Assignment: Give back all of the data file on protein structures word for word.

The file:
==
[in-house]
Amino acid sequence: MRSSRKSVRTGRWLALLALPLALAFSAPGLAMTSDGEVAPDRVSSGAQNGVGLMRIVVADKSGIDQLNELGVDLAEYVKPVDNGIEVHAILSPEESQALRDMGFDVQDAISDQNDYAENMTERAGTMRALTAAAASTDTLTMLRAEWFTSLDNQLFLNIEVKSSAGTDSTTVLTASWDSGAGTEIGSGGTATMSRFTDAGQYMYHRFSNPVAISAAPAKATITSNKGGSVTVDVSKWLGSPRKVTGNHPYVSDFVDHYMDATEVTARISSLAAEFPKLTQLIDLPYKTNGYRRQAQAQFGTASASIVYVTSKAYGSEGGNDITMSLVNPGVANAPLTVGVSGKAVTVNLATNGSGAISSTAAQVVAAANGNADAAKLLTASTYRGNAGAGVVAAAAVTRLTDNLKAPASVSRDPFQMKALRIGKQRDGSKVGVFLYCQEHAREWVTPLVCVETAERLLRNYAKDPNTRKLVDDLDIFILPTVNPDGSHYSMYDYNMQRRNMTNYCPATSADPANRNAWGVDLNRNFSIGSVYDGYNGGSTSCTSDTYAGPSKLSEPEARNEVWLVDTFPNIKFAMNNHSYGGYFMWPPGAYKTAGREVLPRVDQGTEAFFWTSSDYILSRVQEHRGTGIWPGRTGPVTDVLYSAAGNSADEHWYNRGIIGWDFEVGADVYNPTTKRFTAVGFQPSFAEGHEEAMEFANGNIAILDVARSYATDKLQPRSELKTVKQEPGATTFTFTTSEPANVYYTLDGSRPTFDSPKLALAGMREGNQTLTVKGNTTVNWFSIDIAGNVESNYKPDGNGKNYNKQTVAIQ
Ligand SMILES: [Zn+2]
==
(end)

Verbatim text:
[in-house]
Amino acid sequence: MRSSRKSVRTGRWLALLALPLALAFSAPGLAMTSDGEVAPDRVSSGAQNGVGLMRIVVADKSGIDQLNELGVDLAEYVKPVDNGIEVHAILSPEESQALRDMGFDVQDAISDQNDYAENMTERAGTMRALTAAAASTDTLTMLRAEWFTSLDNQLFLNIEVKSSAGTDSTTVLTASWDSGAGTEIGSGGTATMSRFTDAGQYMYHRFSNPVAISAAPAKATITSNKGGSVTVDVSKWLGSPRKVTGNHPYVSDFVDHYMDATEVTARISSLAAEFPKLTQLIDLPYKTNGYRRQAQAQFGTASASIVYVTSKAYGSEGGNDITMSLVNPGVANAPLTVGVSGKAVTVNLATNGSGAISSTAAQVVAAANGNADAAKLLTASTYRGNAGAGVVAAAAVTRLTDNLKAPASVSRDPFQMKALRIGKQRDGSKVGVFLYCQEHAREWVTPLVCVETAERLLRNYAKDPNTRKLVDDLDIFILPTVNPDGSHYSMYDYNMQRRNMTNYCPATSADPANRNAWGVDLNRNFSIGSVYDGYNGGSTSCTSDTYAGPSKLSEPEARNEVWLVDTFPNIKFAMNNHSYGGYFMWPPGAYKTAGREVLPRVDQGTEAFFWTSSDYILSRVQEHRGTGIWPGRTGPVTDVLYSAAGNSADEHWYNRGIIGWDFEVGADVYNPTTKRFTAVGFQPSFAEGHEEAMEFANGNIAILDVARSYATDKLQPRSELKTVKQEPGATTFTFTTSEPANVYYTLDGSRPTFDSPKLALAGMREGNQTLTVKGNTTVNWFSIDIAGNVESNYKPDGNGKNYNKQTVAIQ
Ligand SMILES: [Zn+2]